Published Thursday, December 2, 1999, in the San Jose Mercury News 

Nerds rule at reunions

MY WIFE, Susan, and I were the classic nerds in high school. I graduated from San Lorenzo High School in the East Bay in 1953, she from Norwood High School in Massachusetts in 1964. We were both from working-class families. My clothes and haircut were nondescript. My Coke-bottle glasses, slouching 6-foot frame and ungainly locomotion gave the impression of a teenage Mr. Magoo.

In the classroom I was uneven: great in science and history, OK in math and English but hopeless in Spanish. In PE I was always the last chosen, and a disaster in Thursday dance class.

Socially I didn't fit into any one group, so I nibbled on the edges of two -- college prep because we were in the same classes, and hot rodders because of my fascination with cars -- but I wasn't a member of any clique.

Susan's classmates tell me she was skinny and shy. Susan said because her family could not afford the latest fashions, she chose to rebel in unfashionable hippie-style black. She lived literally ``on the other side of the tracks'' in South Norwood.

She was artistic and produced the artwork for the '64 yearbook. Her marks were decent enough to qualify her for a college prep track, but she was not a cheerleader -- or on anyone's A-list for a date or party.

When it came time to apply to college, my choice was clear. Cal Berkeley was within commuting distance of San Lorenzo, and in 1953, virtually free. But what to major in? My biggest concern was that there be no foreign language requirement. My high school Spanish experience had shown dramatically that I was an English-only guy.

So I enrolled in what was literally the only major with no foreign language requirement, electrical engineering. When it came time to declare a specialty within EE, I chose the easiest, digital. After all, what's simpler than ones and zeros? I went on to get an MSEE at San Jose State, work in a variety of engineering jobs and, in 1981, become a founder of LSI Logic in Milpitas.

Meanwhile, Susan's parents were too poor to fund her college education, so she lied about her age to get hired as a draftsman in a Boston high-tech firm on the second shift to save money for her education. The firm was Itek; after she graduated from high school they sponsored her as a co-op student into Northeastern University in the electrical engineering program.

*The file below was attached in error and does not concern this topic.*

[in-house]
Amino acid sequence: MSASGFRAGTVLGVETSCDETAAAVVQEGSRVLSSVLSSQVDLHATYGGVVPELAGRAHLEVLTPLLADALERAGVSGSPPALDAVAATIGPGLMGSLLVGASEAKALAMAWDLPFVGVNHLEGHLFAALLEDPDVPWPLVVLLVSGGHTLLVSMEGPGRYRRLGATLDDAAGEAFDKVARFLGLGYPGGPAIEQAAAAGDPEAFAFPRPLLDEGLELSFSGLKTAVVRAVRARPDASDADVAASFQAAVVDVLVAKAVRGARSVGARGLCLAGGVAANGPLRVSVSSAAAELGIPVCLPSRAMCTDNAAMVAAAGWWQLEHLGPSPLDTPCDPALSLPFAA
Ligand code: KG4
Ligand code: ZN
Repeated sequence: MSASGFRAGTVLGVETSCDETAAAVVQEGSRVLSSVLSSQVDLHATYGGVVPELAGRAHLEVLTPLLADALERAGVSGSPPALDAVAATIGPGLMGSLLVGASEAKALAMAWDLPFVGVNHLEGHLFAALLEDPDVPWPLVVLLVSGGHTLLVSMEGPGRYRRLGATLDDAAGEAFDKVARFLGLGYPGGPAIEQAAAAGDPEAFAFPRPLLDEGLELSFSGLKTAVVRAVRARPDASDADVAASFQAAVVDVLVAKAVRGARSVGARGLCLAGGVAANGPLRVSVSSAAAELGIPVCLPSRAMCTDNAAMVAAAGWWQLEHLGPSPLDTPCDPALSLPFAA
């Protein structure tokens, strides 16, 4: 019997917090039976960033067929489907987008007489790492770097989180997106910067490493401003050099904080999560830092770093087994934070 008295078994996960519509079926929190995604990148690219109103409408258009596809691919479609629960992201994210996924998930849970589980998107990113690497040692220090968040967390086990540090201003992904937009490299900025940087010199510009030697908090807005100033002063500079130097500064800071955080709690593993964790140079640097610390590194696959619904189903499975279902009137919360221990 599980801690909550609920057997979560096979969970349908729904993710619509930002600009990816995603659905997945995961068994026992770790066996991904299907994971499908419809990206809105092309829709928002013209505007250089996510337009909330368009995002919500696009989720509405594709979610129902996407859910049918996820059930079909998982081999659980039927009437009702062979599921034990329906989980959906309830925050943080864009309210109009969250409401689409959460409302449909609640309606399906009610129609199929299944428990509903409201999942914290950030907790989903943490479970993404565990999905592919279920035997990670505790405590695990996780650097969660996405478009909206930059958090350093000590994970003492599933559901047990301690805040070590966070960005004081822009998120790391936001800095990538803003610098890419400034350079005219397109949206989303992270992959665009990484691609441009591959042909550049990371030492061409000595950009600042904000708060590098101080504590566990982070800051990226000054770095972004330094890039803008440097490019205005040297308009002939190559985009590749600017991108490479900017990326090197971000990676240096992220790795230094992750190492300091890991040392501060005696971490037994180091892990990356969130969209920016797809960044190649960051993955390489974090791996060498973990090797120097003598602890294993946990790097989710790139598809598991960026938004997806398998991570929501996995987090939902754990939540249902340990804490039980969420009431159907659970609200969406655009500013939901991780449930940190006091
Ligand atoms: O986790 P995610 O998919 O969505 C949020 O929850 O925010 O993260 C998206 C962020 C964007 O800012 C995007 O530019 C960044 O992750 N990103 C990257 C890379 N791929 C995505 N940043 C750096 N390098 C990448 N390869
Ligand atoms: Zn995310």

In later years she got her MS in computer science from Rutgers, and to this day maintains a successful and lucrative career in technical marketing and business development in emerging IT technologies.

Susan and I met in 1981; she was in charge of EDA and computer aided design at Wang Labs, LSI Logic's first big customer. One day Wilf Corrigan and I took her to dinner at Ming's in Palo Alto, as Wang was crucial to our new company's survival.

We got the contract and went on to great success, but at the expense of Susan's reputation! Local gossip columnist Don Hefler printed a piece in his Microelectronics newsletter implying that the married Susan was dating one of the LSI founders.

The folks at Wang were concerned, and grounded her from visiting the valley for six months. Remember those ``good old days,'' ladies? Anyway, I was engaged, she was married, so we continued as business associates and friends. Some years later we both divorced, and in 1997 we married and began a high-tech consulting business called Walker Research Associates.

This year we both attended high school reunions: My 46th from San Lorenzo High was held in a hotel in Pleasanton, her 35th from Norwood High was held at the Ramada in Norwood, Mass. To our surprise we were no longer the outcasts. By high school standards, the nerds had won! We were the best dressed, drove the hottest cars, and had successful and groovy jobs in the heart-of-the-action, happening high-tech Silicon Valley.

Now, we observed, even the class jocks had Coke-bottle glasses, beer guts and poor posture, but I at least had hair! Several of the women looked disapprovingly at Susan, who was slimmer than most in her tasteful black pants suit. She also had a business card that listed her title as president.

So the lesson to all you nerds, both guys and gals, is this: Hang in there and you, too, can blossom. If you aim high in your careers you will eventually stand tall among the jocks and cheerleaders; the best revenge is living well.

~ Rob Walker lives in Atherton, CA

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